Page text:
A lot of my blog has been dedicated to understanding what neuroscientists have already discovered. However, I think it is equally imperative to understand what is left to find.
So, in this blog post, I aim to tackle one question that has plaguing neuroscientists for decades:
How are memories stored and retrieved in brain?
As of now, we only have a basic understanding of memory storage and retrieval.
In the 1950s and 1960s, Karl Lashley and Wilder Penfield discovered that memories are not stored in one specific brain region. Instead, they are spread throughout the entire neural cortex. In fact, memories are stored as groups of neurons that fire together in the same pattern to create a replica of what you felt during a particular moment. Memory is therefore an ongoing process. So, according to this thesis, forgetting is therefore an inability to retrieve information and recreate a particular neuronal firing.
Later on, neuroscientists classified two different kinds of memories: episodic memories (every day events that occurred at a specific time and place) and semantic memories (long-term general knowledge we gain such as math and language rather than personal experiences). We need to better understand how these two kinds of memories differ in the brain. Additionally, we have yet to understand to difference between long and short term memory in the brain.
The neuroscience community currently thinks that memory depends on synapses, the tiny spaces between two nerve cells. The synapse allows a neuron to pass an electrical or chemical signal to another neuron for a specific reason. They are like the mailmen of letters. When two cells are both active, the connection between the cells becomes stronger. When two cells are not active at the same time, the connection between them becomes less active. It makes total sense! Think about it this way: if you your friend lives across the world from you, then they will be on a different time zone. Let’s imagine your friend lives in France and you live in Boston. At 2:00am in the morning, you will be sleeping while they are getting ready for school. So, due to the time difference, your friendship will most likely weaken because you will see your friend less. It is the same with neurons. When populations of neurons are activated at the same time, it can cause a cascade of reactions. So, when you smell coffee, it will trigger other parts of the memory: the taste, the texture, the first time you tried coffee, etc too.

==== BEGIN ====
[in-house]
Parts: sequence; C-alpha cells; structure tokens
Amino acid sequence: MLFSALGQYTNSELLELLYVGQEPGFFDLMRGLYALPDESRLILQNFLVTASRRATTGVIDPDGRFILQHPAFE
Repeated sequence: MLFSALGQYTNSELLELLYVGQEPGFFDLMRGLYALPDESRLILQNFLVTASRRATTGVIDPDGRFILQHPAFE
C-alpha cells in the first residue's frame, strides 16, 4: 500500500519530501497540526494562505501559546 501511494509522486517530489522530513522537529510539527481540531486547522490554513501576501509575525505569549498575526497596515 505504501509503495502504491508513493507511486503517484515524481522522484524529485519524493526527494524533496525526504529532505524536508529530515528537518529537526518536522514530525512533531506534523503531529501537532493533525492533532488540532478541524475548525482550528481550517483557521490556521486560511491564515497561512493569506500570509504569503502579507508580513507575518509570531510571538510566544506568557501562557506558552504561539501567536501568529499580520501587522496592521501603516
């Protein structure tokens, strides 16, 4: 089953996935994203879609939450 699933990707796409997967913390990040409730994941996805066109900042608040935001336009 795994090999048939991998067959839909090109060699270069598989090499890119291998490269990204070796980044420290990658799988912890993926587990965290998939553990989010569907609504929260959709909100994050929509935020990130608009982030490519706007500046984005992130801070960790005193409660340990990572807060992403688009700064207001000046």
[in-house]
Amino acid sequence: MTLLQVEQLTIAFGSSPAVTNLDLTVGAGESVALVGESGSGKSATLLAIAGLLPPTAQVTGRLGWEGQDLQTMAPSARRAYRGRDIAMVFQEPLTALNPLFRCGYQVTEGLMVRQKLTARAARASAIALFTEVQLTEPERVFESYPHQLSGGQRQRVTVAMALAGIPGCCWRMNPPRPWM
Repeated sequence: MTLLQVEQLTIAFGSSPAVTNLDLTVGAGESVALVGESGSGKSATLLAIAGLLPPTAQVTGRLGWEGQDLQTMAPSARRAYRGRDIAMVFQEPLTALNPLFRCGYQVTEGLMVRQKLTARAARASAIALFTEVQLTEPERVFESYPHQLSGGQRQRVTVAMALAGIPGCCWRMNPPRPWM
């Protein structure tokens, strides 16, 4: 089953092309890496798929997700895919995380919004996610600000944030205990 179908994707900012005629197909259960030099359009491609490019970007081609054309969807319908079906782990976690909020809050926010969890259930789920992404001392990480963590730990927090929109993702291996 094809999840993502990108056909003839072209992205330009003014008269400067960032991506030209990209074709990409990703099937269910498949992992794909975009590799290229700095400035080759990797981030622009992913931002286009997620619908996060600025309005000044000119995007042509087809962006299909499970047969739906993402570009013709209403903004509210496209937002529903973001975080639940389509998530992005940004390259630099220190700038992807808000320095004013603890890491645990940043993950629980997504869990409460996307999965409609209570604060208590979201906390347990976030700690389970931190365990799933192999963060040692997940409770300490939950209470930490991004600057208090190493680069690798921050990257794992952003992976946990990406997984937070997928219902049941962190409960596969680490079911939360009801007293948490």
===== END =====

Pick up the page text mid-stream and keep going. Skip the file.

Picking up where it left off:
However, the scientific community has a long way to go from thinking that mere partnered neuronal connections are how memories are formed; memory is a ton more complicated than that. We have yet to understand the specific details of memory.
Yet, our understanding around memory goes much, much deeper than the mini paragraph above; I would need at least 5 blog posts to fully uncover the magnitude of this discussion, and unpack the various studies conducted about memory. So, I am going to list and speculate about what questions warrant further exploration within this debate. After all, the goal of this blog post is not to understand but to question:
- Is there a limited amount of space for memories in the brain?
- Why can’t we remember when we were a baby?
- How does stress and traumatic experiences impact memory?
- How do emotions impact how memories are stored?
- What is the best way to learn material and memorize information?
- Why do some people have better memories than others?
- How do other non-human species store and retrieve memory?
So, you may be wondering, why even understand memory? Well, for one, humans are inherently curious creatures, so the sheer pursuit of knowledge motivates us. However, in addition to curiosity, understanding memory may be the key to curing diseases such as Alzheimer’s and mitigating PTSD.